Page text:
He was entirely depenthe room, and with the aid of a dent upon others, every thing had sixpenny box of colours, he suc- to be prepared for him, he could ceeded in making a very correct not even moisten his hair pencil representation of it. This gave himself, beside which, the evapohim encouragement to proceed, and ration in summer was very quick, in a short time, he was able to sell and from the position in which he a good many small drawings for a lay, the colour could not flow to shilling each. Hitherto he had the point of his brush, so that it been accustomed to draw in various had to be moistened continually. styles, but he now wished to fix Nor was this all, he could only upon one for his particular study draw with a pencil six inches long, and persevere in it,-he found that which brought his eye inconvenihe had most talent for line-drawing, ently near to the paper. John and this he adopted though not to Carter was singularly humble in the entire neglect of other styles. the possession of his talent; his He soon made great progress, and favourite studies were the heads of some of his pieces showed consider- great and good personages, espeable skill; among the best are the cially those of eminent Saints; yet “ Virgin and Child,” after Albert he was never known to refuse the Durer, drawn with exquisite grace ; most troublesome and unsatisfactory the head of King Charles I., after piece that he was requested to unVandyke, and “Innocence," the dertake. most elaborate and beautiful of all On the death of his wife, in his works. One of his drawings | November, 1841, the care of atwas presented to her late Majesty tending upon him devolved upon the Queen Dowager, and another is his sister, Hannah Carter, who in the possession of her present ministered to all his wants with Majesty Queen Victoria. The pos- exemplary tenderness and affection, ture in which John Carter drew, During the summer months he

worse.

would often be brought into Church and Carter was severely bruised on the week days, and was at all and staken by his fall.

After a times a worthy example of re- time the soreness of the bruises verence and calm devotion; his passed away, and he felt as if he repentance was deep and sincere, were recovering from the effects of and he had been a communicant al- his accident, but the mischief was most from the time of his accident. within, and he soon became sensibly His death was hastened by an acci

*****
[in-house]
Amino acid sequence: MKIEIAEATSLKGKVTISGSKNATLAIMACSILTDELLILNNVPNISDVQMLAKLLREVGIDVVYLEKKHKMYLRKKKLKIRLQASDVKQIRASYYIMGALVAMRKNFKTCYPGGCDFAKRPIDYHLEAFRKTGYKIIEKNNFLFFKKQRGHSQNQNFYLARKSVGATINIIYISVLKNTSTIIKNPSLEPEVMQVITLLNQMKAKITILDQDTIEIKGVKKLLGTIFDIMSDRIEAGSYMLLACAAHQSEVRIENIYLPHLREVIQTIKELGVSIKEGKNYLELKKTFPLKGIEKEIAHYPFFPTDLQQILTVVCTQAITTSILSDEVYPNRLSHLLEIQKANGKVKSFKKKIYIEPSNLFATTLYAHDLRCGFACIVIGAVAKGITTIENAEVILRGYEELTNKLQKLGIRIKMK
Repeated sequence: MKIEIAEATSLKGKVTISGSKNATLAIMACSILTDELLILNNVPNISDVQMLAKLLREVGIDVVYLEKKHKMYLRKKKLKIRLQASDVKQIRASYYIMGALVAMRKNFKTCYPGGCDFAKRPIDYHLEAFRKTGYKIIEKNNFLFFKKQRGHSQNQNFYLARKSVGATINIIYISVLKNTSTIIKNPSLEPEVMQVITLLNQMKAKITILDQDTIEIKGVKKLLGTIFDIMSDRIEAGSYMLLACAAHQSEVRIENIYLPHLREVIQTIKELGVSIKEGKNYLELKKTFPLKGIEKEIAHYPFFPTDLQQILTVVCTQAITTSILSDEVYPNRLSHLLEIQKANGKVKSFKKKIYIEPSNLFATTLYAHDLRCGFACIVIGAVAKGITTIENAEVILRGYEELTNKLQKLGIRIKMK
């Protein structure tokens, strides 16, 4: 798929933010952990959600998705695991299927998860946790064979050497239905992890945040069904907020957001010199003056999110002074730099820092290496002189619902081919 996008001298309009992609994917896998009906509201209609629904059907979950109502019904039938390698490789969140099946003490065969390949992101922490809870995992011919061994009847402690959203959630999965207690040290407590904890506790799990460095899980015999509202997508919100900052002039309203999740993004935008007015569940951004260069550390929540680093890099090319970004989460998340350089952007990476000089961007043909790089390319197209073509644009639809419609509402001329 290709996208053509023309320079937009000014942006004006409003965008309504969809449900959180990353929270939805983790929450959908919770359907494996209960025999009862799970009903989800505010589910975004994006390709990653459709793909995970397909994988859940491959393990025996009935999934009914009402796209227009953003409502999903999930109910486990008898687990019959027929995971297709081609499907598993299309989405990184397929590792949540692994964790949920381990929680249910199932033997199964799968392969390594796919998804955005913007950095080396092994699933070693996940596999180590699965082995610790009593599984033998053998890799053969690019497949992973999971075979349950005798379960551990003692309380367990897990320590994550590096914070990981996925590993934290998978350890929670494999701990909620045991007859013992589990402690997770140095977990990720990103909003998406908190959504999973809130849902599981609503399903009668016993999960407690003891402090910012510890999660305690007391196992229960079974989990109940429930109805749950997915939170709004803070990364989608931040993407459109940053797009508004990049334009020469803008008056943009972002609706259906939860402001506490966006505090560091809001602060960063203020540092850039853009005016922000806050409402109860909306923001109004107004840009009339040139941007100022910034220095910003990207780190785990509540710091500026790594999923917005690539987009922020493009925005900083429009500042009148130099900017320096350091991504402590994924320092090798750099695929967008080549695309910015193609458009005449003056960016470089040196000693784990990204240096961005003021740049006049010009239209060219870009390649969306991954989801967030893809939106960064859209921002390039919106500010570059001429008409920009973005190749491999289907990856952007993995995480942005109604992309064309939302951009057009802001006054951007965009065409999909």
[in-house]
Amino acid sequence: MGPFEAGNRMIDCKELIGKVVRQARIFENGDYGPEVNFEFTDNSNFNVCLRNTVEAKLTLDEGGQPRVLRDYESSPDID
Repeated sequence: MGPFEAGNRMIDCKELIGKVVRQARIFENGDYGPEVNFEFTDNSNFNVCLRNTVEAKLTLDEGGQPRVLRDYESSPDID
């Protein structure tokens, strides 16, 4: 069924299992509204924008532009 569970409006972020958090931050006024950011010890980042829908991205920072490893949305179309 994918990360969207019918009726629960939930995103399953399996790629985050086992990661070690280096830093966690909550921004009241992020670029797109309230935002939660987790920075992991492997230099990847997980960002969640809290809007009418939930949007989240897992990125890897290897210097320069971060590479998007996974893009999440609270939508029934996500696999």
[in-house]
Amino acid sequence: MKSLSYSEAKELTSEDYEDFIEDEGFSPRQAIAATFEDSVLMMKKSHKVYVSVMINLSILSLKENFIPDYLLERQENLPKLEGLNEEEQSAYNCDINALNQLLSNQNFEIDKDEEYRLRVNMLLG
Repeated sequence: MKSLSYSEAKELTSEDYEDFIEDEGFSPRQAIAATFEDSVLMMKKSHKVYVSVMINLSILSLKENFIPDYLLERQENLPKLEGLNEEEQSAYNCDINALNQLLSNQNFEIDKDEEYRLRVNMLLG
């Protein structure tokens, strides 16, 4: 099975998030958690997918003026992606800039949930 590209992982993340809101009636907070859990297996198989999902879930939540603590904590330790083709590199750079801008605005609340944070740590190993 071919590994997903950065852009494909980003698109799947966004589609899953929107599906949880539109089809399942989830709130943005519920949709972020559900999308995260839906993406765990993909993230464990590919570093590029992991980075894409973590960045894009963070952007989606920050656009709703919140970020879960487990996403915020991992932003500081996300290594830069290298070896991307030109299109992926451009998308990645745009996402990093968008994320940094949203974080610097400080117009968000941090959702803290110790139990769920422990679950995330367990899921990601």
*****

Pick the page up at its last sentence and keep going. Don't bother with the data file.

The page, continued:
He had received the Holy dent while riding out in his little Communion on Whit Sunday, two carriage, (the body of which served | days before his fall, and was prehim for a couch); on Whit Tues- paring himself to receive it again day, May 21st, 1850, he had gone for the last time on Monday, July out accompanied by his sister who | 3rd, but his death occurred on the was his constant companion, and a Sunday before, earlier than was little boy whom they usually en- expected. John Carter's most gaged to draw him. The weather striking virtue was patience, yet was beautiful, and wishing to give during his life he never ceased to his sister the full enjoyment of a pray for that grace. In a word, he favourite walk, he insisted upon was humble, obliging, grateful for her leaving him, and sent her home the least kindnesses, charitable and across the fields, while he was reverent;-abounding with such drawn along the road. Descending virtues we may humbly trust that a hill, the boy unfortunately trip- his soul rests with God. ped, the carriage was overturned,

CEMS.

WHITE-LEAF CROSS. endeavoured to embody in the folWhite-leaf, or White-clift Cross,

lowing stanzas. The parish of is the name given to the gigantic

Monks Risborough takes its name

from the Monks of St. Augustine, figure of a Latin Cross cut in upon the steep chalky side of one of the

of Canterbury, to whom it was

attached as a cell, and who are Chilternhills, in the l'arish of Monks Risborough, Bucks, about thought by some to be the authors seven miles south of Aylesbury. supposed to be a trophy of victory,